I've lived with mental illness for as long as I can remember. My first encounter with stigma was when I was a little girl, my dad's two best friends came during the night to take him to the hospital "for a rest." Nobody would tell me what was really wrong with him. You see, he was a doctor, well-respected in the community. Can't have anyone thinking he was unstable, now can we?
I was either very depressed or real hyper all through life, but at that time manic-depressive disorder , or even depression for that matter was not really considered something that affected children or adolescents. It was just a phase. What an unthinkable stigma that would be to have a child that had a mental illness.
Then when I was a freshman in college it all went to hell in a handbasket. I graduated from high school with "high honors" as a straight-A student. I was accepted to university with "honors at entrance," but by my sophomore year I was on academic probation. I had just discovered the wonderful self-medication of drugs and alcohol and my education went out the window. That was the first time I tried to commit suicide and my roommate asked me to move out because she didn't want to live with a crazy person. I moved back home, but then after only being home for a short while my dad pointedly asked when I was moving out again.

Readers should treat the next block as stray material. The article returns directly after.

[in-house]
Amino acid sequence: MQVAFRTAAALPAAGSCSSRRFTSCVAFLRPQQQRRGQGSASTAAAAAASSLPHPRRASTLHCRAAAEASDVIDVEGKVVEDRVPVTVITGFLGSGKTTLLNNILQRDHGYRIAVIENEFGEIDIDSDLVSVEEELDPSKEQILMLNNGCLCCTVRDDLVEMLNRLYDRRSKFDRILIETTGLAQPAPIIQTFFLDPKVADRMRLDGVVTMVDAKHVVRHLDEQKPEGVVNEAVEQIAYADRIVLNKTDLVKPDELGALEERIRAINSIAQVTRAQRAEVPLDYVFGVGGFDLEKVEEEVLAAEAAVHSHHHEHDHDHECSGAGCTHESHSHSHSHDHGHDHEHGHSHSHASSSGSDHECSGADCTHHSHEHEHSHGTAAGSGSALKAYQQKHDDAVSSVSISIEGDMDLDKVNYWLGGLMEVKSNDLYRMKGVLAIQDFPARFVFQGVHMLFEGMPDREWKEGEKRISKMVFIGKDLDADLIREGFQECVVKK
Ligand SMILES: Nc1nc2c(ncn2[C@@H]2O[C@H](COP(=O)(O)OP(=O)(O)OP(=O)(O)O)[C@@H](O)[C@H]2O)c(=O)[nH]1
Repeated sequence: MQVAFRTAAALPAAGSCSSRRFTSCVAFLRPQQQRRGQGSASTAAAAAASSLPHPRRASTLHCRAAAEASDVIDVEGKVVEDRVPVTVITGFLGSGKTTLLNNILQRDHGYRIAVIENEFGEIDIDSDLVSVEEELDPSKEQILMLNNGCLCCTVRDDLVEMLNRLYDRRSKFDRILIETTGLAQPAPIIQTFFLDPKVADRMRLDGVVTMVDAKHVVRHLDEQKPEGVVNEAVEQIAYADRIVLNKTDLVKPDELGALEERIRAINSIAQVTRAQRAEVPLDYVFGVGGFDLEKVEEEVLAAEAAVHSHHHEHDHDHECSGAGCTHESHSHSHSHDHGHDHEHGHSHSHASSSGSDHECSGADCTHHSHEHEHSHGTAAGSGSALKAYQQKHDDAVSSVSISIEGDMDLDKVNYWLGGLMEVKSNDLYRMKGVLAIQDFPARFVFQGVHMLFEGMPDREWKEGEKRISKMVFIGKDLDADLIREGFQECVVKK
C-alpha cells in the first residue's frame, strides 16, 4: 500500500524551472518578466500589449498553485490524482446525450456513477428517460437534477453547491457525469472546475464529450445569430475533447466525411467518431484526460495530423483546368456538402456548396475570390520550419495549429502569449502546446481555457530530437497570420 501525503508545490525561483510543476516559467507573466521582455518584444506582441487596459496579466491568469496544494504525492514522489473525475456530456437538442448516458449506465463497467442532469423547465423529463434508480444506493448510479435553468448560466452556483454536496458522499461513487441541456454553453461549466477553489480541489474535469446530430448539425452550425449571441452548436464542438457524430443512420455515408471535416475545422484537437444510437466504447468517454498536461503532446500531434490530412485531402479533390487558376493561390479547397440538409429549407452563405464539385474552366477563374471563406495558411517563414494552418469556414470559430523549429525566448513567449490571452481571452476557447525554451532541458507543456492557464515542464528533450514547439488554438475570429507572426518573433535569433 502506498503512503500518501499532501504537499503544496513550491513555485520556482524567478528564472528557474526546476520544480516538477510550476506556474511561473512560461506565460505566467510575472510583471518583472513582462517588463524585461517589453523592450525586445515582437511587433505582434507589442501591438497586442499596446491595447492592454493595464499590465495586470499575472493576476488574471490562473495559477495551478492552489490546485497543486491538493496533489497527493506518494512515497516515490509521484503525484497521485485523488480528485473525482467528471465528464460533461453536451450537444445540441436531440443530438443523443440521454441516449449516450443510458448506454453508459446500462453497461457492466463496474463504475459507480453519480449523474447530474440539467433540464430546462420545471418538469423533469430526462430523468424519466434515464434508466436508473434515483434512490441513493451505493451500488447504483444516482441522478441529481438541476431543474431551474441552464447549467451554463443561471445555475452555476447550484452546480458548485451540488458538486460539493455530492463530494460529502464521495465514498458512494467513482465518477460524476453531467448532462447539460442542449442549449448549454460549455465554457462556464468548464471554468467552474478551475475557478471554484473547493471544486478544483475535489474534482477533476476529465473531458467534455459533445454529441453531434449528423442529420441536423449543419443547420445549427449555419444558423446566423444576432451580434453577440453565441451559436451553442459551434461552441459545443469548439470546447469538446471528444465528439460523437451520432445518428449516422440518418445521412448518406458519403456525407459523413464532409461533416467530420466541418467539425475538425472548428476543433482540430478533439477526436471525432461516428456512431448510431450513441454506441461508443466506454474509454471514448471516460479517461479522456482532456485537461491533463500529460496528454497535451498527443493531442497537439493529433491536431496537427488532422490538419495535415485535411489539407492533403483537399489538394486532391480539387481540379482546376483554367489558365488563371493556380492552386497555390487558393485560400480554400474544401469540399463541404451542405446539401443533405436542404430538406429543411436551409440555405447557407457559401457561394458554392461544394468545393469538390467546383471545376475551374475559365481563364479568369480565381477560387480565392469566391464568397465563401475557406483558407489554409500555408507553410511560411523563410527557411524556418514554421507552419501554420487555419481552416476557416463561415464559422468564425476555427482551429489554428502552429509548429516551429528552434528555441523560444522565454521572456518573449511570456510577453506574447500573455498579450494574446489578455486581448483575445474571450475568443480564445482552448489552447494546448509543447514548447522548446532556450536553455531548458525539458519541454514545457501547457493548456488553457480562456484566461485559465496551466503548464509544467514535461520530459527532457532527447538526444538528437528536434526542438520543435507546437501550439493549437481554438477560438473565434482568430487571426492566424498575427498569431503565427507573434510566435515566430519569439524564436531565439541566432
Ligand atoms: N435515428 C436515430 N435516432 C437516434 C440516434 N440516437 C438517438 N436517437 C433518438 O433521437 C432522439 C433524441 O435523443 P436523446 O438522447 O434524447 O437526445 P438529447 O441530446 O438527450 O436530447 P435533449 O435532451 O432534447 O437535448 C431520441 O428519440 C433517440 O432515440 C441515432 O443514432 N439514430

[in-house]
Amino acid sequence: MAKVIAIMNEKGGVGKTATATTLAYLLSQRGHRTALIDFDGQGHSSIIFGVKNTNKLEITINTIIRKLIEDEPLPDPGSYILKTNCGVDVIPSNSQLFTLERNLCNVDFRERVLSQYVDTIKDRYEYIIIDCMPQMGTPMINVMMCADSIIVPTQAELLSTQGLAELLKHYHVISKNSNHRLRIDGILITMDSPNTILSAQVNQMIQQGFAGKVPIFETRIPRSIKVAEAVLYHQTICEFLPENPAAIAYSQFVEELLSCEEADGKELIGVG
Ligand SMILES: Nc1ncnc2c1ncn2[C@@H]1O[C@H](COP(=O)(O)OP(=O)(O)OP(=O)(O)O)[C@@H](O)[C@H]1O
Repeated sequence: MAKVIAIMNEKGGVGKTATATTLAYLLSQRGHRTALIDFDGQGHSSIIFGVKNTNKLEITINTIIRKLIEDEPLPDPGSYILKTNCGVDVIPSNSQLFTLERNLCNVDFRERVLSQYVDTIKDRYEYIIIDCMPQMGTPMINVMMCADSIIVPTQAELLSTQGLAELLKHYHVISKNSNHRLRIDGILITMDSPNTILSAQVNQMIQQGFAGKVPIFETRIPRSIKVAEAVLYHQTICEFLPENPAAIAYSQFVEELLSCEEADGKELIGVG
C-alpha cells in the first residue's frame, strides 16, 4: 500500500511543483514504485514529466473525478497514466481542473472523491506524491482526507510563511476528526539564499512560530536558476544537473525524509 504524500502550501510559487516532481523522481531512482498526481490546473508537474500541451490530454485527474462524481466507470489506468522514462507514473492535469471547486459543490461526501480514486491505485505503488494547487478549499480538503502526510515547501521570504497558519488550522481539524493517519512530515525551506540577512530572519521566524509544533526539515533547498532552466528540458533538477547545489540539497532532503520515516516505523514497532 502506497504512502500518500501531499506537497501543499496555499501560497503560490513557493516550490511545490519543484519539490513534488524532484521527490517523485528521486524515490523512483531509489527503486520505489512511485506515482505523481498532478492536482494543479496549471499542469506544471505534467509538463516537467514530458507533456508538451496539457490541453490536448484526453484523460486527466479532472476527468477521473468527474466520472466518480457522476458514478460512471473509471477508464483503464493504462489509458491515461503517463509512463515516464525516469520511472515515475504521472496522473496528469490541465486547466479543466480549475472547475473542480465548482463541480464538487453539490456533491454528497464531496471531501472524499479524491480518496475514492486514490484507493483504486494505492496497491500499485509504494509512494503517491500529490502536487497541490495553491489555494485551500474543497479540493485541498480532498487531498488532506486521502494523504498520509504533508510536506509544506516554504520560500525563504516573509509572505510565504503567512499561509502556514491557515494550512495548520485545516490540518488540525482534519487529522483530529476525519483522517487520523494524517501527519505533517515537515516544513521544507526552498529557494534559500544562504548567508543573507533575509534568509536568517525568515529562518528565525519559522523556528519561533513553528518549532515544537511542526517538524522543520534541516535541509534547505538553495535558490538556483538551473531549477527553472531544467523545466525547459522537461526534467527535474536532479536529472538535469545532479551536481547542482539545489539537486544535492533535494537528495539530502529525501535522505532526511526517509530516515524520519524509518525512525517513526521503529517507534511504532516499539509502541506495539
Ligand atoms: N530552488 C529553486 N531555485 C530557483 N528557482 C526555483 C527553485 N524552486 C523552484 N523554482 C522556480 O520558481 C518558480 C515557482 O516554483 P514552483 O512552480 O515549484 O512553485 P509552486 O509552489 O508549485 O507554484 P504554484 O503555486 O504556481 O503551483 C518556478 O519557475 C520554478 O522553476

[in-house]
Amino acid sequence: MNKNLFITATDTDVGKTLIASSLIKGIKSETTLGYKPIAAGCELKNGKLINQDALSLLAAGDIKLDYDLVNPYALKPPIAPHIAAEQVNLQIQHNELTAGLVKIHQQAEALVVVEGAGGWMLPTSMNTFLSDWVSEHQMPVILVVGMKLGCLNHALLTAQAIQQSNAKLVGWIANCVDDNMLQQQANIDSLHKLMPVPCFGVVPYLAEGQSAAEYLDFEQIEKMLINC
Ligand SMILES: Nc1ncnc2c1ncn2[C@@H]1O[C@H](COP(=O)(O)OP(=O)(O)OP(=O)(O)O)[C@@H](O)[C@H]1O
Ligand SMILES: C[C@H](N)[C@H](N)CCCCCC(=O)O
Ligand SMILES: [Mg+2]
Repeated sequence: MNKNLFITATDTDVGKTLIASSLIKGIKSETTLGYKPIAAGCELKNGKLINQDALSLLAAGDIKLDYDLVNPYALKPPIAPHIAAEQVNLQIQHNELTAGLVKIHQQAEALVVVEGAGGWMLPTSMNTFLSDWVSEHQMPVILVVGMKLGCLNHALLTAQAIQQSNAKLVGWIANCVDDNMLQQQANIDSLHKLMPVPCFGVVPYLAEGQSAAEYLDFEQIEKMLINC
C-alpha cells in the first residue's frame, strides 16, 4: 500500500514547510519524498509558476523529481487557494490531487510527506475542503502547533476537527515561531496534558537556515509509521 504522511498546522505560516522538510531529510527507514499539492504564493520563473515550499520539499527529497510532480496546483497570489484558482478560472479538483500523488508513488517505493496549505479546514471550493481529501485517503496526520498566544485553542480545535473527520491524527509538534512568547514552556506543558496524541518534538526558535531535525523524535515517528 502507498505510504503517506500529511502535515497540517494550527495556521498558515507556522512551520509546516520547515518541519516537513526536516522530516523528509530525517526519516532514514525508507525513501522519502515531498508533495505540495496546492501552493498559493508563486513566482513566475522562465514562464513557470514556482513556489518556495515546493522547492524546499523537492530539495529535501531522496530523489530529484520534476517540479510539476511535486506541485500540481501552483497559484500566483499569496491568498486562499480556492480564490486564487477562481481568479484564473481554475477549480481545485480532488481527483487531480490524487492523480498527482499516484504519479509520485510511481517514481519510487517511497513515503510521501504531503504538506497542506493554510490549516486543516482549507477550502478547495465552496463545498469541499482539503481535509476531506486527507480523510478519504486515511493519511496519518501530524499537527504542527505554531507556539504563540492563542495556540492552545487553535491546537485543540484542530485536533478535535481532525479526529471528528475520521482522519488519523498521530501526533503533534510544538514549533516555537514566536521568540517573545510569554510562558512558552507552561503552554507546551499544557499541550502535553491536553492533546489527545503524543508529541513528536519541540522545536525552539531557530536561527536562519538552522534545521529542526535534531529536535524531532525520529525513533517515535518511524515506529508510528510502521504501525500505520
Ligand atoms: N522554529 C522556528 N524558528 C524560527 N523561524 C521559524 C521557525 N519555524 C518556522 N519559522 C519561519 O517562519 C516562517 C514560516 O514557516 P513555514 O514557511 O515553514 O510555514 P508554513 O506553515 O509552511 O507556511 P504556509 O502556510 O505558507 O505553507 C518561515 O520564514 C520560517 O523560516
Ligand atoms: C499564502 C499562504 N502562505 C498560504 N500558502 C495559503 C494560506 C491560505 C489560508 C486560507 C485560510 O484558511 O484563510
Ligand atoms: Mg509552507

I managed to get a good job, and maintain for almost twenty years. I may have mentioned this before in my blog, but I would spend my days holding it together, being very high functioning, and my nights in tears. During that time I married a very abusive man, and he used my mental illness against me constantly, calling me crazy or a lunatic whenever I had some kind of problem. Fortunately, when I finally had the courage to leave and divorce him, my father hired an excellent attorney and I won full, protective custody in spite of my diagnosis of clinical depression and extreme anxiety. My ex-husband was much worse off with his mental health than I was, besides being in denial.
I was finally diagnosed with bipolar disorder type 1 when I was around 40, and it was actually a relief to know why I was acting the way I was, although I did run into stigma with friends who thought of manic-depressive as being uncontrollable and always psychotic. Also, in retrospect, I could see bipolar disorder in my father and grandmother. That's when I started doing as much research as possible, so I could be knowledgeable about the disorder rather than let it just run my life. I am now stable thanks to medication, therapy and Healing Touch treatments.
Since I was diagnosed, I've tried to be an advocate for mental illness. I'm very open and honest about my disorder and will answer any questions anyone has for me. I'm not shy about correcting someone's misconceptions about bipolar disorder or mental illness, and hope my blog brings awareness and support to those in need of the information.
If you do have any questions, please feel free to contact me using the form on the Contact page of the blog.